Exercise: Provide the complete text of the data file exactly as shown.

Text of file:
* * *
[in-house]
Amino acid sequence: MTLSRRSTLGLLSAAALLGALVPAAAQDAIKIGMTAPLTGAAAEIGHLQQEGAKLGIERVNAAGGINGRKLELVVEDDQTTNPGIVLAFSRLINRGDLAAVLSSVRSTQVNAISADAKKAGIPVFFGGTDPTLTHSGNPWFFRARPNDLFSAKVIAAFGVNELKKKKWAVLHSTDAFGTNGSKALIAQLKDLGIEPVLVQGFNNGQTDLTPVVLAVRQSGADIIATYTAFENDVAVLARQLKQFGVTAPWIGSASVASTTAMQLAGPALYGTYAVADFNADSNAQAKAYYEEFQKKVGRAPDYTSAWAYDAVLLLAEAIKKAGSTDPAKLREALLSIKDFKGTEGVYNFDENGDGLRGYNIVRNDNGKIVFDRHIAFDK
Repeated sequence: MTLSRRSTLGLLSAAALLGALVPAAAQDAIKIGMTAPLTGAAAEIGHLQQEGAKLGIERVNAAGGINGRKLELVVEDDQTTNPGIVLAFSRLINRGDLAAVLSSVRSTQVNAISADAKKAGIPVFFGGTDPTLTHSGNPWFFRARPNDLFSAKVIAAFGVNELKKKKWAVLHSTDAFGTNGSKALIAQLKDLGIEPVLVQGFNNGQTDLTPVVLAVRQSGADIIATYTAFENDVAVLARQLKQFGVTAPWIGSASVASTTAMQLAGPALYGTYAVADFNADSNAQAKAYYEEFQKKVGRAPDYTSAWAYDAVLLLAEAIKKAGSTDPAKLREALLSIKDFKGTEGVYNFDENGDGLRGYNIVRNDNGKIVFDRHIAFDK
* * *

[in-house]
Amino acid sequence: MTLSRRSTLGLLSAAALLGALVPAAAQDAIKIGMTAPLTGAAAEIGHLQQEGAKLGIERVNAAGGINGRKLELVVEDDQTTNPGIVLAFSRLINRGDLAAVLSSVRSTQVNAISADAKKAGIPVFFGGTDPTLTHSGNPWFFRARPNDLFSAKVIAAFGVNELKKKKWAVLHSTDAFGTNGSKALIAQLKDLGIEPVLVQGFNNGQTDLTPVVLAVRQSGADIIATYTAFENDVAVLARQLKQFGVTAPWIGSASVASTTAMQLAGPALYGTYAVADFNADSNAQAKAYYEEFQKKVGRAPDYTSAWAYDAVLLLAEAIKKAGSTDPAKLREALLSIKDFKGTEGVYNFDENGDGLRGYNIVRNDNGKIVFDRHIAFDK
Repeated sequence: MTLSRRSTLGLLSAAALLGALVPAAAQDAIKIGMTAPLTGAAAEIGHLQQEGAKLGIERVNAAGGINGRKLELVVEDDQTTNPGIVLAFSRLINRGDLAAVLSSVRSTQVNAISADAKKAGIPVFFGGTDPTLTHSGNPWFFRARPNDLFSAKVIAAFGVNELKKKKWAVLHSTDAFGTNGSKALIAQLKDLGIEPVLVQGFNNGQTDLTPVVLAVRQSGADIIATYTAFENDVAVLARQLKQFGVTAPWIGSASVASTTAMQLAGPALYGTYAVADFNADSNAQAKAYYEEFQKKVGRAPDYTSAWAYDAVLLLAEAIKKAGSTDPAKLREALLSIKDFKGTEGVYNFDENGDGLRGYNIVRNDNGKIVFDRHIAFDK